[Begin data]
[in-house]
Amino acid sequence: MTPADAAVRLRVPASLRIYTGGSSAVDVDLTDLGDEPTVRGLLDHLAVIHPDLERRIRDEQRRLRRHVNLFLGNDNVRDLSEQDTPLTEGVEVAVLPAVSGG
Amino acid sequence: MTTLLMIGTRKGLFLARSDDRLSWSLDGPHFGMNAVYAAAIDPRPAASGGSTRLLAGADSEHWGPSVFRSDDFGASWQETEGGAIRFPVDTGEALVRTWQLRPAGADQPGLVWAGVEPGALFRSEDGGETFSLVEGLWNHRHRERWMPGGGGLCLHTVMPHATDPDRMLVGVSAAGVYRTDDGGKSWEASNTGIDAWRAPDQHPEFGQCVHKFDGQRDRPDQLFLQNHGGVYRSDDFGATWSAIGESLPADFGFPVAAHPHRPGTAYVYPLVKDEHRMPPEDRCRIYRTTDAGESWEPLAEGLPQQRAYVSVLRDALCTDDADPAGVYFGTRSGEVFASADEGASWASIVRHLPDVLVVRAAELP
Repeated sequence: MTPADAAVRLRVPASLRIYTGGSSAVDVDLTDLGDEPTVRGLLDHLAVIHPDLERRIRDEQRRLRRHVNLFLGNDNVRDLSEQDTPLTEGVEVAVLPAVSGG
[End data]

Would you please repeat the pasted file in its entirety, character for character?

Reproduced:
[in-house]
Amino acid sequence: MTPADAAVRLRVPASLRIYTGGSSAVDVDLTDLGDEPTVRGLLDHLAVIHPDLERRIRDEQRRLRRHVNLFLGNDNVRDLSEQDTPLTEGVEVAVLPAVSGG
Amino acid sequence: MTTLLMIGTRKGLFLARSDDRLSWSLDGPHFGMNAVYAAAIDPRPAASGGSTRLLAGADSEHWGPSVFRSDDFGASWQETEGGAIRFPVDTGEALVRTWQLRPAGADQPGLVWAGVEPGALFRSEDGGETFSLVEGLWNHRHRERWMPGGGGLCLHTVMPHATDPDRMLVGVSAAGVYRTDDGGKSWEASNTGIDAWRAPDQHPEFGQCVHKFDGQRDRPDQLFLQNHGGVYRSDDFGATWSAIGESLPADFGFPVAAHPHRPGTAYVYPLVKDEHRMPPEDRCRIYRTTDAGESWEPLAEGLPQQRAYVSVLRDALCTDDADPAGVYFGTRSGEVFASADEGASWASIVRHLPDVLVVRAAELP
Repeated sequence: MTPADAAVRLRVPASLRIYTGGSSAVDVDLTDLGDEPTVRGLLDHLAVIHPDLERRIRDEQRRLRRHVNLFLGNDNVRDLSEQDTPLTEGVEVAVLPAVSGG